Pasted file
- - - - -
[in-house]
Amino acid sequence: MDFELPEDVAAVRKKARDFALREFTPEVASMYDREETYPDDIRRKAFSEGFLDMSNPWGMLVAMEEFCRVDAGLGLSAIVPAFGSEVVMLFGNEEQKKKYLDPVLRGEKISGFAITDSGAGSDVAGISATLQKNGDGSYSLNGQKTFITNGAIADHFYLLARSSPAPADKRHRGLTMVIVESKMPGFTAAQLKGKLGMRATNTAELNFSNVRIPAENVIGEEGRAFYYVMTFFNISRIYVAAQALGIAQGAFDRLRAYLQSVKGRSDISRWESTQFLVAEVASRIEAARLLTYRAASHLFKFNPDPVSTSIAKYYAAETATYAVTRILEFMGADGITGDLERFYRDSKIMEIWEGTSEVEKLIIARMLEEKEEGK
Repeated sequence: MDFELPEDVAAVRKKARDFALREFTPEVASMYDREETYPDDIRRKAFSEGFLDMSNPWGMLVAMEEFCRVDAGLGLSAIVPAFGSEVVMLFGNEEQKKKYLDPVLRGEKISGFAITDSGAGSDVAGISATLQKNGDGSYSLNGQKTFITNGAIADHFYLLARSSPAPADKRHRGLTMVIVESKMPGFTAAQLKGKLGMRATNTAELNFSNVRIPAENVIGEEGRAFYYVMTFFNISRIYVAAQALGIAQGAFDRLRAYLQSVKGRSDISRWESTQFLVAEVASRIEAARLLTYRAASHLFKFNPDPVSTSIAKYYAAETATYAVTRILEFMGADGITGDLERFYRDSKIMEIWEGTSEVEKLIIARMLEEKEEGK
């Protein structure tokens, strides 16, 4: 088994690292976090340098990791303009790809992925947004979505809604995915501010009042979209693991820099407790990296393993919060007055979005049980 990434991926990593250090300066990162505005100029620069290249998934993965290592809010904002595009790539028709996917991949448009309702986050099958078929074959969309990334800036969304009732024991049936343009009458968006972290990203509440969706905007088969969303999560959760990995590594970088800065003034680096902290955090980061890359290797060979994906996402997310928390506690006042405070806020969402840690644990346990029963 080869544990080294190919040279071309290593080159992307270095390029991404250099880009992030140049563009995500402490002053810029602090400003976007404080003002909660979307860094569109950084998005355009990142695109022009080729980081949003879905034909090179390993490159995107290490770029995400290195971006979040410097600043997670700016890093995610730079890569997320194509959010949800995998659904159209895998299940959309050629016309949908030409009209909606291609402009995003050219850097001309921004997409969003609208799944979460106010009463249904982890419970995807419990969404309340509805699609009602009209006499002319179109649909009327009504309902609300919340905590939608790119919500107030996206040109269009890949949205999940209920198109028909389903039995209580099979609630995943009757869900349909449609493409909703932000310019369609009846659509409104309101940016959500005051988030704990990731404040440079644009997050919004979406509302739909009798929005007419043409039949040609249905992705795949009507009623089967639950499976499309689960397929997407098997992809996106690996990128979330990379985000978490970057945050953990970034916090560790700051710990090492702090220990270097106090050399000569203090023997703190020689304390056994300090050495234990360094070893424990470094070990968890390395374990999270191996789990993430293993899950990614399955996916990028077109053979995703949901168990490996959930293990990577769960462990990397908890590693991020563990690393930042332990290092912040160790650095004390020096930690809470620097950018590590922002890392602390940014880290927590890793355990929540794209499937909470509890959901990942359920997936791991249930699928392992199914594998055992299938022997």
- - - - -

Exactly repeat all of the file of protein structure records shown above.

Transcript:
[in-house]
Amino acid sequence: MDFELPEDVAAVRKKARDFALREFTPEVASMYDREETYPDDIRRKAFSEGFLDMSNPWGMLVAMEEFCRVDAGLGLSAIVPAFGSEVVMLFGNEEQKKKYLDPVLRGEKISGFAITDSGAGSDVAGISATLQKNGDGSYSLNGQKTFITNGAIADHFYLLARSSPAPADKRHRGLTMVIVESKMPGFTAAQLKGKLGMRATNTAELNFSNVRIPAENVIGEEGRAFYYVMTFFNISRIYVAAQALGIAQGAFDRLRAYLQSVKGRSDISRWESTQFLVAEVASRIEAARLLTYRAASHLFKFNPDPVSTSIAKYYAAETATYAVTRILEFMGADGITGDLERFYRDSKIMEIWEGTSEVEKLIIARMLEEKEEGK
Repeated sequence: MDFELPEDVAAVRKKARDFALREFTPEVASMYDREETYPDDIRRKAFSEGFLDMSNPWGMLVAMEEFCRVDAGLGLSAIVPAFGSEVVMLFGNEEQKKKYLDPVLRGEKISGFAITDSGAGSDVAGISATLQKNGDGSYSLNGQKTFITNGAIADHFYLLARSSPAPADKRHRGLTMVIVESKMPGFTAAQLKGKLGMRATNTAELNFSNVRIPAENVIGEEGRAFYYVMTFFNISRIYVAAQALGIAQGAFDRLRAYLQSVKGRSDISRWESTQFLVAEVASRIEAARLLTYRAASHLFKFNPDPVSTSIAKYYAAETATYAVTRILEFMGADGITGDLERFYRDSKIMEIWEGTSEVEKLIIARMLEEKEEGK
């Protein structure tokens, strides 16, 4: 088994690292976090340098990791303009790809992925947004979505809604995915501010009042979209693991820099407790990296393993919060007055979005049980 990434991926990593250090300066990162505005100029620069290249998934993965290592809010904002595009790539028709996917991949448009309702986050099958078929074959969309990334800036969304009732024991049936343009009458968006972290990203509440969706905007088969969303999560959760990995590594970088800065003034680096902290955090980061890359290797060979994906996402997310928390506690006042405070806020969402840690644990346990029963 080869544990080294190919040279071309290593080159992307270095390029991404250099880009992030140049563009995500402490002053810029602090400003976007404080003002909660979307860094569109950084998005355009990142695109022009080729980081949003879905034909090179390993490159995107290490770029995400290195971006979040410097600043997670700016890093995610730079890569997320194509959010949800995998659904159209895998299940959309050629016309949908030409009209909606291609402009995003050219850097001309921004997409969003609208799944979460106010009463249904982890419970995807419990969404309340509805699609009602009209006499002319179109649909009327009504309902609300919340905590939608790119919500107030996206040109269009890949949205999940209920198109028909389903039995209580099979609630995943009757869900349909449609493409909703932000310019369609009846659509409104309101940016959500005051988030704990990731404040440079644009997050919004979406509302739909009798929005007419043409039949040609249905992705795949009507009623089967639950499976499309689960397929997407098997992809996106690996990128979330990379985000978490970057945050953990970034916090560790700051710990090492702090220990270097106090050399000569203090023997703190020689304390056994300090050495234990360094070893424990470094070990968890390395374990999270191996789990993430293993899950990614399955996916990028077109053979995703949901168990490996959930293990990577769960462990990397908890590693991020563990690393930042332990290092912040160790650095004390020096930690809470620097950018590590922002890392602390940014880290927590890793355990929540794209499937909470509890959901990942359920997936791991249930699928392992199914594998055992299938022997």